Abigail’s Party at the Drama Barn

Sinister undertones provide the theme for their intoxicating, cringe-inducing evening

Mike Leigh’s iconic comedy, Abigail’s Party, delivers a script brimming with guaranteed laughs but can offer more to a cast than easy chortles and a final shocked gasp. The Drama Barn’s production team has certainly taken the bait. The vinyl might keep changing but sinister undertones provide the theme for their intoxicating, cringe-inducing evening. In short, don’t grab that cheese and pineapple stick too hastily; you might choke laughing.

With every awful silence, and there are many, the gin and tonics are replenished and violence bubbles closer to the surface

It is the 1970s. Young Abigail is throwing a party but Leigh has chosen to shift focus. His satirical lens settles on the neighbours. Excluded from the youthful revelry, we spend the night in Beverly and Laurence’s nearby home where Abigail’s single mother, Sue, and unhappy couple, Tony and Angela, gather to the waterhole: a bottomless drinks cabinet. With every awful silence, and there are many, the gin and tonics are replenished and violence bubbles closer to the surface. Only laughter can help alleviate this tension and the Drama Barn’s production bombards its audience with clichés and sarcasm so irrefutably funny the whole barn shakes.

Beverly (Daisy Hale) introduces us to her suitably ghastly brown and burnt orange living room with a silent sway and the quiet clink of a preparatory drink or two. Commendations to the costume designer; Beverly’s dress takes ‘precarious’ to its threshold and reveals the tentative line between seduction and hilarity along which her character will later dance. Alison Steadman’s influence (Beverly in the original 1977 television production) is evident in Hale’s performance but she does not depend on the memorably high-pitched “Okaaaay?” to carry her through. Conspiring glances solicit audience participation and her clicking fingers later provide percussion for our booming laughter as we watch her snake around a husband, not her own, with Demis Roussos warbling in the background.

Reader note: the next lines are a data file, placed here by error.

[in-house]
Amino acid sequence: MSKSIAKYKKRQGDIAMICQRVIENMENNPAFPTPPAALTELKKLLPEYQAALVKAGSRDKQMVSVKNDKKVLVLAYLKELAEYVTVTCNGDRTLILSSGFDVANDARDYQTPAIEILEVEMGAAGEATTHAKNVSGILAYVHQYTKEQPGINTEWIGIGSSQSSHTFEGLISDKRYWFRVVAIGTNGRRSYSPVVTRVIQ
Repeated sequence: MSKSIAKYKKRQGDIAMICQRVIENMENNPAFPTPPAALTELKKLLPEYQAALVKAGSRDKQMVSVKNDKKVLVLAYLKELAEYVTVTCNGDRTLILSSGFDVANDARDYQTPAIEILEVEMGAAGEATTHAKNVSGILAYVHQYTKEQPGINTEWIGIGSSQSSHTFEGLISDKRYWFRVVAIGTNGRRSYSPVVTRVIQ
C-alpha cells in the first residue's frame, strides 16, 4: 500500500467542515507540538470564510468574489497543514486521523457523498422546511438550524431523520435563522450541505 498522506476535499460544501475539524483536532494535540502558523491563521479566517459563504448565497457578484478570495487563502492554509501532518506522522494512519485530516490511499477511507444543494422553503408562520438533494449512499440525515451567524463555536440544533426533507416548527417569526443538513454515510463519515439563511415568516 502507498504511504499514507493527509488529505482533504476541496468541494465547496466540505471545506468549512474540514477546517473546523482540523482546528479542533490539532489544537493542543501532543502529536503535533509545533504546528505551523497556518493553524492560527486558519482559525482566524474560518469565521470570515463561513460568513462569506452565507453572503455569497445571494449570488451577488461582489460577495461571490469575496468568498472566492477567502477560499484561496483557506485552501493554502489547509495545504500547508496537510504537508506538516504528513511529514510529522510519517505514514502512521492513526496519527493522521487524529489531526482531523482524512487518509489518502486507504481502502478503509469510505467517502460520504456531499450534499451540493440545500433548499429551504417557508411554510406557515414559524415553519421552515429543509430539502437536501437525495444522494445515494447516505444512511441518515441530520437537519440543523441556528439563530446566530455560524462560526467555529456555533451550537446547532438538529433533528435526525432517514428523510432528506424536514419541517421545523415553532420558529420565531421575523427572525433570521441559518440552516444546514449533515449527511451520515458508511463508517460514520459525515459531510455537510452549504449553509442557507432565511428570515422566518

It is with Laurence’s (Joseph D’angelo) arrival that the cocktail of insults and forced conversation begins. D’angelo’s fantastically enraged lisp and abrupt movements suit the uptight character and hint towards later explosions of anger. These are handled well. The use of vignettes throw sharp focus on barely contained violence, which has us frequently gulping back laughter. A joke about a sandwich loses its humour when transformed into the eerily still image of Laurence, knife at Beverly’s throat, and Angela (Rose Burston) giggling uncomfortably behind them. This giggling guest sits at the heart of the production’s comedy. Positioned centre stage Burston bounces eagerly on the leather sofa (or is it “leather-look”?) and fills silences with insipid conversation that is endearingly sincere. Blinking, goldfish-like, behind giant glasses she encroaches on the superbly nervous Sue (Maya Ellis) and asks a barrage of inappropriate questions with the drawling tone that is evidently driving her quiet husband Tony (Ross Telfer) mad.

The Drama Barn has tackled this play with true verve. Few mistakes were made and most were covered well or used to help the awkwardness fester. I only wish Mike Leigh’s passion for improvisation could have been fulfilled following the moment when a piece of wallpaper fell. This presented an unexpected opportunity for adhoc humour that was unfortunately neglected. Nevertheless, this is a challenging play, in which darker aspects risk being overwhelmed by overt humour, and the production is well balanced overall. This is a performance infused with a brutality that breaks through the audience’s happy roar long before the final scene. It lingers in the mind with the potency of Laurence’s tobacco smoke and the bitter cocktail of comedy and violent unhappiness is one I will not forget.


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